The Fair Work Ombudsman has commenced legal action against a Norwegian shipping company, alleging it underpaid dozens of foreign crew more than $255,000 while they were working in Australian waters.
Facing the Federal Court in Sydney is Transpetrol TM As, which is part of a group of European companies which own ships that transport oil and petroleum products.
The Fair Work Ombudsman alleges the company underpaid 61 crew a total of $255,042 when they were working on the MT Turmoil oil tanker in Australian waters between 2013 and 2015.
The crew were mostly Indian and Filipino nationals and included a number of young workers aged as young as 21.
The oil tanker conducted a series of coastal trading voyages in Australian territorial waters between ports in Perth, Adelaide, Burnie, Melbourne, Sydney, Brisbane, Darwin and the island of Groote Eylandt in the Gulf of Carpentaria, under charter by two Australian companies, BP Australia and Caltex.
No allegations are made against BP Australia or Caltex.
Transpetrol allegedly paid the foreign crew rates that were the equivalent of as little as $1.25 per hour in relation to base rates, in addition to industry specific allowances and overtime amounts.
However, it is alleged that under the Fair Work Act the crew were entitled to the minimum entitlements that applied under Australia’s Seagoing Industry Award and National Minimum Wage Order.
Transpetrol was allegedly obligated to pay 58 of the crew minimum hourly rates of between $15.95 and $30.66 and overtime rates of between $19.94 and $38.32 per hour under the Seagoing Industry Award.
It is alleged that the other three foreign crew members were entitled to be paid base rates of up to $16.87 per hour under the National Minimum Wage Order.
Alleged individual underpayments of employees range from $374 to $10,390.
Acting Fair Work Ombudsman Michael Campbell said the agency investigated following a request for assistance from one of the crew members.
“All businesses operating in Australia need to be aware of their employees’ lawful entitlements,” Mr Campbell said.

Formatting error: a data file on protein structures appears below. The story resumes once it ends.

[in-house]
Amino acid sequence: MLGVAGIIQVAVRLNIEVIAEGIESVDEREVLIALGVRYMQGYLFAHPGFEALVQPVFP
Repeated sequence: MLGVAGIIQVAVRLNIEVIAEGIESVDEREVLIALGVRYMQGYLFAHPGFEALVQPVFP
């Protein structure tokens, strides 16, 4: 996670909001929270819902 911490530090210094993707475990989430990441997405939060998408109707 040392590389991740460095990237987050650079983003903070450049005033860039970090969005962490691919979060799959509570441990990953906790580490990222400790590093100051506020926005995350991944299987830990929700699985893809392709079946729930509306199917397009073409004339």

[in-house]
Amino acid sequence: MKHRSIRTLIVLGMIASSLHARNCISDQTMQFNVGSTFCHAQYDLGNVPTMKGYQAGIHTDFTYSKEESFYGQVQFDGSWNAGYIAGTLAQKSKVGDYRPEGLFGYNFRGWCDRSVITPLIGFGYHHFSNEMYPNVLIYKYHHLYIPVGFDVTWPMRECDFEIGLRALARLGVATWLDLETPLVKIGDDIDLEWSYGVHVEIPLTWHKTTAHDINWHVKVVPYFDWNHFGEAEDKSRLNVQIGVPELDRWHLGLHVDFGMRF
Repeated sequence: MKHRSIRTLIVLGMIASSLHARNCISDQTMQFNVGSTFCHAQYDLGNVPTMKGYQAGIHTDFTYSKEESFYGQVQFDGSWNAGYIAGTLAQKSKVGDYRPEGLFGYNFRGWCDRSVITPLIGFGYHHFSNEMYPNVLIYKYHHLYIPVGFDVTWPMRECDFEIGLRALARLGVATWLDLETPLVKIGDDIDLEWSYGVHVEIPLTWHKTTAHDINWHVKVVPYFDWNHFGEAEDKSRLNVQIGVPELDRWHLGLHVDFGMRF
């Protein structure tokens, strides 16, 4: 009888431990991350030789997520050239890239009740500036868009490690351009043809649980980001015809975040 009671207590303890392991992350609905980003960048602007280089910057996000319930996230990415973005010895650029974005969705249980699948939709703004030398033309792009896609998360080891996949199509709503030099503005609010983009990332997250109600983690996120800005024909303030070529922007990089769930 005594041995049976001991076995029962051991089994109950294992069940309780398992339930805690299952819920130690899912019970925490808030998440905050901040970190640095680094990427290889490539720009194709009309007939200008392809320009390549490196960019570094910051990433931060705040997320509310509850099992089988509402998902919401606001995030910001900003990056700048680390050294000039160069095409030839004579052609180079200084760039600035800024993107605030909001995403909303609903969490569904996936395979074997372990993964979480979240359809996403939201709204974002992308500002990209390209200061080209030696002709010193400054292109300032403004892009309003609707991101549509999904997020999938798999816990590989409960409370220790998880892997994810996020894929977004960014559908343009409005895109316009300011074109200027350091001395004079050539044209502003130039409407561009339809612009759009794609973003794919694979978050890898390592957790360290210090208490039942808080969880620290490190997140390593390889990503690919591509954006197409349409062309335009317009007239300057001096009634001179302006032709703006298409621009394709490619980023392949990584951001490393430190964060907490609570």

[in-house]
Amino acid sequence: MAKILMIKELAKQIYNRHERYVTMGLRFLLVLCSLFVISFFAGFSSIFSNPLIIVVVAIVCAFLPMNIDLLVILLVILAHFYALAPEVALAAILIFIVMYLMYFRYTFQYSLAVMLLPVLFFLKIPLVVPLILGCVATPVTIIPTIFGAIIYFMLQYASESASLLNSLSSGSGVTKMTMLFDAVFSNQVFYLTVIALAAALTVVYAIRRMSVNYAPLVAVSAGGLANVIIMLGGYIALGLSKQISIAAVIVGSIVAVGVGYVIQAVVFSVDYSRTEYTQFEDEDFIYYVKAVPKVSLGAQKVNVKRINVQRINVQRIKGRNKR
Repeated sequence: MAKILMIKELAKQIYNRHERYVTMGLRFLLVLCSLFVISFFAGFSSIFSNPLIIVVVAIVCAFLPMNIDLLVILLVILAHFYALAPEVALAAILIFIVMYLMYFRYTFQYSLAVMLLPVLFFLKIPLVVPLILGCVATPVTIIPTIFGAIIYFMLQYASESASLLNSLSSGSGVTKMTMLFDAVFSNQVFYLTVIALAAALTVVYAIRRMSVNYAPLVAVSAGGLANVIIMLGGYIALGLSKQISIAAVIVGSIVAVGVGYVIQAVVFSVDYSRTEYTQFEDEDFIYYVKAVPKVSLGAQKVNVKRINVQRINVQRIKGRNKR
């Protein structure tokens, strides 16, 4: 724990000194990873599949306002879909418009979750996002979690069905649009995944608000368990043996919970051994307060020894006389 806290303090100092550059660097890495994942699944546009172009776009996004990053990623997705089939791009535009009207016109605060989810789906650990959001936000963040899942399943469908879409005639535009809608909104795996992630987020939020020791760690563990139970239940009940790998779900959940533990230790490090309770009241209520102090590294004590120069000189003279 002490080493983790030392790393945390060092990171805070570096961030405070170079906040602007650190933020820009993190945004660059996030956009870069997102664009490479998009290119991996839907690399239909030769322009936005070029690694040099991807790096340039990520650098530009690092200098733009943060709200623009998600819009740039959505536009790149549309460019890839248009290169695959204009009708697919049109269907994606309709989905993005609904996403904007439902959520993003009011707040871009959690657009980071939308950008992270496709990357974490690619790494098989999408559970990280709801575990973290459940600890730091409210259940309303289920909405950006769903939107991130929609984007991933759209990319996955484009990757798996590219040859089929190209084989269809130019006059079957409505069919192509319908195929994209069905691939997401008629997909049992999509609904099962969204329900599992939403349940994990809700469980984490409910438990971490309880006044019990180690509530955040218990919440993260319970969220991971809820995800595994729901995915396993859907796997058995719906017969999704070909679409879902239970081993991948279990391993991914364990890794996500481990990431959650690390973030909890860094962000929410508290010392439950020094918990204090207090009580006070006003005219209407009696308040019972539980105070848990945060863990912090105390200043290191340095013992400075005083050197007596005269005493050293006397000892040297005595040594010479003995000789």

“Irrespective of their country of origin, employers, workers and unions are all equal in the eyes of the law when they operate in Australian workplaces. They are entitled to the protections afforded to them, but they are equally bound by its obligations. It is fair to say that the crew in this case were especially vulnerable and the role of an independent regulator such as the Fair Work Ombudsman ensures wage justice is secured”
“The system only works if all workplace participants adhere to their obligations under the law,” Mr Campbell said.
The Fair Work Ombudsman will assert in Court that the Fair Work Act extends to a temporary licenced ship for any voyages carried out under that licence after two initial voyages have been completed, provided the two initial voyages were completed within the preceding 12 months.
Mr Campbell said the 61 foreign crew members have now been back-paid in full but the decision was made to commence legal action because of the significant amount involved for vulnerable foreign workers.
The Fair Work Ombudsman is seeking Court issued penalties against Transpetrol for three alleged contraventions of the Fair Work Act. The company faces penalties of up to $51,000 per contravention.
The Fair Work Ombudsman is also seeking a Court Order requiring Transpetrol to provide a maritime industry factsheet to its crew members when operating in Australian waters in future.